Author photo

By Margaret Toal
For the Record 

LSCO increases local education, training opportunities


Last updated 2/20/2024 at 7:57pm

Dr. Wendy Elmore and Dr. Tom Johnson, vice president and president of LSCO, on the third floor of the Ron E. Lewis Library. In the background is a construction crane at the steel skeleton of the new $38.1 million Academic Building.

If you've got it, flaunt it.

And Dr. Tom Johnson, president of Lamar State College, loves to flaunt the campus and programs the school offers.

"The thing that I'm most excited about is our graduation rate," he said.

That rate includes students earning a certificate, rather than a two-year degree. "Come in and get a low-cost certificate, then get a job, and then come and get an associate's degree," he said.

Besides the percentage of students graduating through programs, he also brags about students who are the first in their families to attend college. "Well over 70 to 75 percent of graduates have been the first generation to go to higher education," he said.

Dr. Johnson and Dr. Wendy Elmore, executive vice president of the college, spoke about the programs and progress of the campus from his third-story office above the Ron E. Lewis Library.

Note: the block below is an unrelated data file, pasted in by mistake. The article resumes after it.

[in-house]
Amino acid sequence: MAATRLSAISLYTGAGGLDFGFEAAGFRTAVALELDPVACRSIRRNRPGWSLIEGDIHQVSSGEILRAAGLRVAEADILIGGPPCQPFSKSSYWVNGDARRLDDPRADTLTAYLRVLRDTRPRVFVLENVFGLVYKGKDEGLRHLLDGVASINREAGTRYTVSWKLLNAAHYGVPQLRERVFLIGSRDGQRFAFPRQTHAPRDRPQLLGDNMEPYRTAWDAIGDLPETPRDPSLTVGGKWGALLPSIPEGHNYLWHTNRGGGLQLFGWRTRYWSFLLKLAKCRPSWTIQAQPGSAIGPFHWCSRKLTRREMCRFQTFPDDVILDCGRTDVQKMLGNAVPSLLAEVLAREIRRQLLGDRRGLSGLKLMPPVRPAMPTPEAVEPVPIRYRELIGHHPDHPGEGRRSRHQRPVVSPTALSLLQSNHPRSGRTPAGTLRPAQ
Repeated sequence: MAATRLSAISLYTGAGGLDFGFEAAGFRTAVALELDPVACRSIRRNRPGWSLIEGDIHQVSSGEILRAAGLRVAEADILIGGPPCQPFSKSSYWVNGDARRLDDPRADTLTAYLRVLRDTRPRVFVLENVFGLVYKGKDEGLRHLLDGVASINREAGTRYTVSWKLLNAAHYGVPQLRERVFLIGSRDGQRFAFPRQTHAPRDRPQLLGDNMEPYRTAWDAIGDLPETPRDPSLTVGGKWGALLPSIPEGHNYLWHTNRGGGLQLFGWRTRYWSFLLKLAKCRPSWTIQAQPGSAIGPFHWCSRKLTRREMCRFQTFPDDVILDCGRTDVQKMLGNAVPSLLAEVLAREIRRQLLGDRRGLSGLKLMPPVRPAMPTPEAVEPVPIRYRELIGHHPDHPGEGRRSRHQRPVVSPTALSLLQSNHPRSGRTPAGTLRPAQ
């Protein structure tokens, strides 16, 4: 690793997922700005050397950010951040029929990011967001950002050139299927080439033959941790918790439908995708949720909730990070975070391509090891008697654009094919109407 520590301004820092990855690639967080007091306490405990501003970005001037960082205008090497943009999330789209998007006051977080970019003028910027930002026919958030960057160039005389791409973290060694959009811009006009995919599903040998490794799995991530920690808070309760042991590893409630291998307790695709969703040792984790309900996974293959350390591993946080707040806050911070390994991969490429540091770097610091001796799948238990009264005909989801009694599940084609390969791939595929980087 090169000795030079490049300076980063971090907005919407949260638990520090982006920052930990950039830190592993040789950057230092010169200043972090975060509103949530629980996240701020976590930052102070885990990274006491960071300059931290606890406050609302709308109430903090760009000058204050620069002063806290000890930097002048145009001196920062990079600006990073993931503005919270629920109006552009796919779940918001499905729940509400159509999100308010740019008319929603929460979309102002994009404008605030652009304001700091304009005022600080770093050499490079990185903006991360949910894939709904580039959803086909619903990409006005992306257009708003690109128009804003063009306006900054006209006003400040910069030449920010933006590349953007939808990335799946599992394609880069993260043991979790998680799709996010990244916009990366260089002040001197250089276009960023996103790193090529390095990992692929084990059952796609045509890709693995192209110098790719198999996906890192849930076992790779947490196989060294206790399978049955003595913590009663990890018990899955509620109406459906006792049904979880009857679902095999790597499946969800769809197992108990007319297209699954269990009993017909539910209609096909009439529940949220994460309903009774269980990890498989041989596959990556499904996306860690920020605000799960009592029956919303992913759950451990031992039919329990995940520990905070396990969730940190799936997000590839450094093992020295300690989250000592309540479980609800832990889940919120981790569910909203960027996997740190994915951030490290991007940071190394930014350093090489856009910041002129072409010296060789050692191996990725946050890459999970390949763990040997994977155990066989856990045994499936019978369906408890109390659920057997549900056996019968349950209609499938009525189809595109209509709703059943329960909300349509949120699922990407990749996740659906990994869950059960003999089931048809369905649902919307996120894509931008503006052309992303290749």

The south windows overlook Front Street and the Sabine River, while outside the west windows, a tall crane sticks out of the landscape as it works on the campus's new $38.1 million Academic Building. The steel skeleton of the building under construction is also in view. Catacorner on Green Avenue is the old First Baptist Church, which is getting a $6 million addition plus interior design to turn it into an all-purpose welcome and counseling center so prospective students can learn about the programs and enrollment.

Not visible from the president's office, though, is a flat concrete lot to the east. It's the site where students can get a commercial driver's license and learn to drive a school bus or 18-wheel truck rig.

"The city of Orange told us they need dump truck drivers; so we've added a dump truck," Dr. Johnson said.

After all, he also likes to flaunt that he's helping local entities, businesses and industries train people for jobs. The school bus driving program was added after he heard local superintendents talk about a lack of drivers for student bus routes.

Dr. Johnson is also quick to praise local District 21 Representative Dade Phelan and the state legislature, which has approved the expenditures for new buildings and programs. The legislature in the past five years has also lowered tuition rates to draw more students. In addition, local industries, including the new Chevron Phillips Golden Triangle Polymers plant, have helped purchase equipment needed to train process operators. Electromagnetic technology used in the petroleum and chemical processing is also available.

More contributions come from the Stark Foundation, which rescued the century-old brick Baptist Church from flood mold after the congregation abandoned it. The foundation donated the building and annually gives scholarship money to LSCO, Dr. Johnson said.